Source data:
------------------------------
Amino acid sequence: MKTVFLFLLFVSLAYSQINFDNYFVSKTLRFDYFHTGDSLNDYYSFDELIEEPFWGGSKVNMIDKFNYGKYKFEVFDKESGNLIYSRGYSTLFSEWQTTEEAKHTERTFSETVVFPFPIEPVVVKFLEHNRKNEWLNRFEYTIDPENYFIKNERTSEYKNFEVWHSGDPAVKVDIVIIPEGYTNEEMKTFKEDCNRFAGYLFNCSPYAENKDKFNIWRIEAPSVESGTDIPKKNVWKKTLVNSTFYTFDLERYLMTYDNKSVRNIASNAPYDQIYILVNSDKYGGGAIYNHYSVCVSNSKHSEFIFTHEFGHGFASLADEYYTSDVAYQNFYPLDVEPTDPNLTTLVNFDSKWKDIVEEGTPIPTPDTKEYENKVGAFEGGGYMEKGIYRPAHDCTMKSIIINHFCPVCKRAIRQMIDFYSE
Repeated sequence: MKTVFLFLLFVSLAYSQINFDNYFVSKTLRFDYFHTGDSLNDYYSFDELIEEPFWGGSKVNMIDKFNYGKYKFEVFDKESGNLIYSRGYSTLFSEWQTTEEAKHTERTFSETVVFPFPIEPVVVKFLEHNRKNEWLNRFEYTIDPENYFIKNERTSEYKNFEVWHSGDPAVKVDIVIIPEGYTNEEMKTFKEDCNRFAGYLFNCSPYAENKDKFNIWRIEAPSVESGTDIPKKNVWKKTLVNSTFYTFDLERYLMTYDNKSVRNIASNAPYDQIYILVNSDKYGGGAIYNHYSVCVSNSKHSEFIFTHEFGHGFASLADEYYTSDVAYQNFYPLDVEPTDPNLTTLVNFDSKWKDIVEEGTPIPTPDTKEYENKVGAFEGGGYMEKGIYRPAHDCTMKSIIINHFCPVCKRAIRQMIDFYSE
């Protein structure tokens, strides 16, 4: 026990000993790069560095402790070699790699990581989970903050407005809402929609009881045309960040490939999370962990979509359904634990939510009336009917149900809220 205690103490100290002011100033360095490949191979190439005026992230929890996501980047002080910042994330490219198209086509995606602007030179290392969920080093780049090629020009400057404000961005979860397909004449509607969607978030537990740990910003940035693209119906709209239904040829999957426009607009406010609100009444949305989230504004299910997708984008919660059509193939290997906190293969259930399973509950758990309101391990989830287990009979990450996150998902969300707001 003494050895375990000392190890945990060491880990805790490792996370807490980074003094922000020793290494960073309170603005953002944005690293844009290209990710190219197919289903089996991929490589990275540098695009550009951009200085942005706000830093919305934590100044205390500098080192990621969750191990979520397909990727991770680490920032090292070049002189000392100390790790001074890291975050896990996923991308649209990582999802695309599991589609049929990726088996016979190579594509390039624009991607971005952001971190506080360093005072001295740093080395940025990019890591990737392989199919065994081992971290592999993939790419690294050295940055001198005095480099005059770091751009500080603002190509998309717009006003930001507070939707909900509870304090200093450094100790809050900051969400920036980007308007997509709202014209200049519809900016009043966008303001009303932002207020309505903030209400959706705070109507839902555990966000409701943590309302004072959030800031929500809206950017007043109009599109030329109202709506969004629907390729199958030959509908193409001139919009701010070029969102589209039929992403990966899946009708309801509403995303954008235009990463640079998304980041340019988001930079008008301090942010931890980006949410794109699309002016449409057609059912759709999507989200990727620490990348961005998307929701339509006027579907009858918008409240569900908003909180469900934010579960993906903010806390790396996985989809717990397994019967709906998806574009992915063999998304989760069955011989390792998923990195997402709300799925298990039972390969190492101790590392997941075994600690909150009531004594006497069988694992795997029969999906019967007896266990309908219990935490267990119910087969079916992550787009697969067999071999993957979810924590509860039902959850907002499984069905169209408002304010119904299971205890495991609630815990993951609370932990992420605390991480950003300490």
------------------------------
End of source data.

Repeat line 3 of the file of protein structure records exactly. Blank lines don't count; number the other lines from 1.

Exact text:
């Protein structure tokens, strides 16, 4: 026990000993790069560095402790070699790699990581989970903050407005809402929609009881045309960040490939999370962990979509359904634990939510009336009917149900809220 205690103490100290002011100033360095490949191979190439005026992230929890996501980047002080910042994330490219198209086509995606602007030179290392969920080093780049090629020009400057404000961005979860397909004449509607969607978030537990740990910003940035693209119906709209239904040829999957426009607009406010609100009444949305989230504004299910997708984008919660059509193939290997906190293969259930399973509950758990309101391990989830287990009979990450996150998902969300707001 003494050895375990000392190890945990060491880990805790490792996370807490980074003094922000020793290494960073309170603005953002944005690293844009290209990710190219197919289903089996991929490589990275540098695009550009951009200085942005706000830093919305934590100044205390500098080192990621969750191990979520397909990727991770680490920032090292070049002189000392100390790790001074890291975050896990996923991308649209990582999802695309599991589609049929990726088996016979190579594509390039624009991607971005952001971190506080360093005072001295740093080395940025990019890591990737392989199919065994081992971290592999993939790419690294050295940055001198005095480099005059770091751009500080603002190509998309717009006003930001507070939707909900509870304090200093450094100790809050900051969400920036980007308007997509709202014209200049519809900016009043966008303001009303932002207020309505903030209400959706705070109507839902555990966000409701943590309302004072959030800031929500809206950017007043109009599109030329109202709506969004629907390729199958030959509908193409001139919009701010070029969102589209039929992403990966899946009708309801509403995303954008235009990463640079998304980041340019988001930079008008301090942010931890980006949410794109699309002016449409057609059912759709999507989200990727620490990348961005998307929701339509006027579907009858918008409240569900908003909180469900934010579960993906903010806390790396996985989809717990397994019967709906998806574009992915063999998304989760069955011989390792998923990195997402709300799925298990039972390969190492101790590392997941075994600690909150009531004594006497069988694992795997029969999906019967007896266990309908219990935490267990119910087969079916992550787009697969067999071999993957979810924590509860039902959850907002499984069905169209408002304010119904299971205890495991609630815990993951609370932990992420605390991480950003300490």